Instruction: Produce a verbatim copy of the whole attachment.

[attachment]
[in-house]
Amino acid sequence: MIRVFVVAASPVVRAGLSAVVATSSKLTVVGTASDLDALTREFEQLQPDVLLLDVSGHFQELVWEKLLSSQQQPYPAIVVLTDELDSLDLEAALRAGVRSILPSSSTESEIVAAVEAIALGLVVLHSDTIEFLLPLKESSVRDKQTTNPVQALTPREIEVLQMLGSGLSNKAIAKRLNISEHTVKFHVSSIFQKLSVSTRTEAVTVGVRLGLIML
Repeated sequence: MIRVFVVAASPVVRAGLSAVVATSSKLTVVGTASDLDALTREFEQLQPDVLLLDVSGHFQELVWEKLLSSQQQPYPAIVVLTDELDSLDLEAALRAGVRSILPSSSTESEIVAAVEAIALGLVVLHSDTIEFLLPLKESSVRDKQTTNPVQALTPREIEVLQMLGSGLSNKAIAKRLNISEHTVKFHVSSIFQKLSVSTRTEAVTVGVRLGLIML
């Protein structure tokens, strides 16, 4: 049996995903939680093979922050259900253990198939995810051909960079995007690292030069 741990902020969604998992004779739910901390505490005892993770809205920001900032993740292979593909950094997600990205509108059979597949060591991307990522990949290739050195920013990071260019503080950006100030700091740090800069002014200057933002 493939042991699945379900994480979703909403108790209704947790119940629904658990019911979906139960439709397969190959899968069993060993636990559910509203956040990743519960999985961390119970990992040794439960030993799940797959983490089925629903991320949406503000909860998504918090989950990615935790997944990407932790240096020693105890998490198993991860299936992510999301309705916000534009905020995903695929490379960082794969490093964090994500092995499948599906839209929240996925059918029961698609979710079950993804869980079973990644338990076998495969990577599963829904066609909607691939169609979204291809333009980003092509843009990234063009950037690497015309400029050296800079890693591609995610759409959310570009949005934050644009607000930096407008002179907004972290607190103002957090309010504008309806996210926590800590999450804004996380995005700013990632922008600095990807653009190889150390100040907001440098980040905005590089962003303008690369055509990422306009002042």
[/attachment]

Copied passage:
[in-house]
Amino acid sequence: MIRVFVVAASPVVRAGLSAVVATSSKLTVVGTASDLDALTREFEQLQPDVLLLDVSGHFQELVWEKLLSSQQQPYPAIVVLTDELDSLDLEAALRAGVRSILPSSSTESEIVAAVEAIALGLVVLHSDTIEFLLPLKESSVRDKQTTNPVQALTPREIEVLQMLGSGLSNKAIAKRLNISEHTVKFHVSSIFQKLSVSTRTEAVTVGVRLGLIML
Repeated sequence: MIRVFVVAASPVVRAGLSAVVATSSKLTVVGTASDLDALTREFEQLQPDVLLLDVSGHFQELVWEKLLSSQQQPYPAIVVLTDELDSLDLEAALRAGVRSILPSSSTESEIVAAVEAIALGLVVLHSDTIEFLLPLKESSVRDKQTTNPVQALTPREIEVLQMLGSGLSNKAIAKRLNISEHTVKFHVSSIFQKLSVSTRTEAVTVGVRLGLIML
């Protein structure tokens, strides 16, 4: 049996995903939680093979922050259900253990198939995810051909960079995007690292030069 741990902020969604998992004779739910901390505490005892993770809205920001900032993740292979593909950094997600990205509108059979597949060591991307990522990949290739050195920013990071260019503080950006100030700091740090800069002014200057933002 493939042991699945379900994480979703909403108790209704947790119940629904658990019911979906139960439709397969190959899968069993060993636990559910509203956040990743519960999985961390119970990992040794439960030993799940797959983490089925629903991320949406503000909860998504918090989950990615935790997944990407932790240096020693105890998490198993991860299936992510999301309705916000534009905020995903695929490379960082794969490093964090994500092995499948599906839209929240996925059918029961698609979710079950993804869980079973990644338990076998495969990577599963829904066609909607691939169609979204291809333009980003092509843009990234063009950037690497015309400029050296800079890693591609995610759409959310570009949005934050644009607000930096407008002179907004972290607190103002957090309010504008309806996210926590800590999450804004996380995005700013990632922008600095990807653009190889150390100040907001440098980040905005590089962003303008690369055509990422306009002042």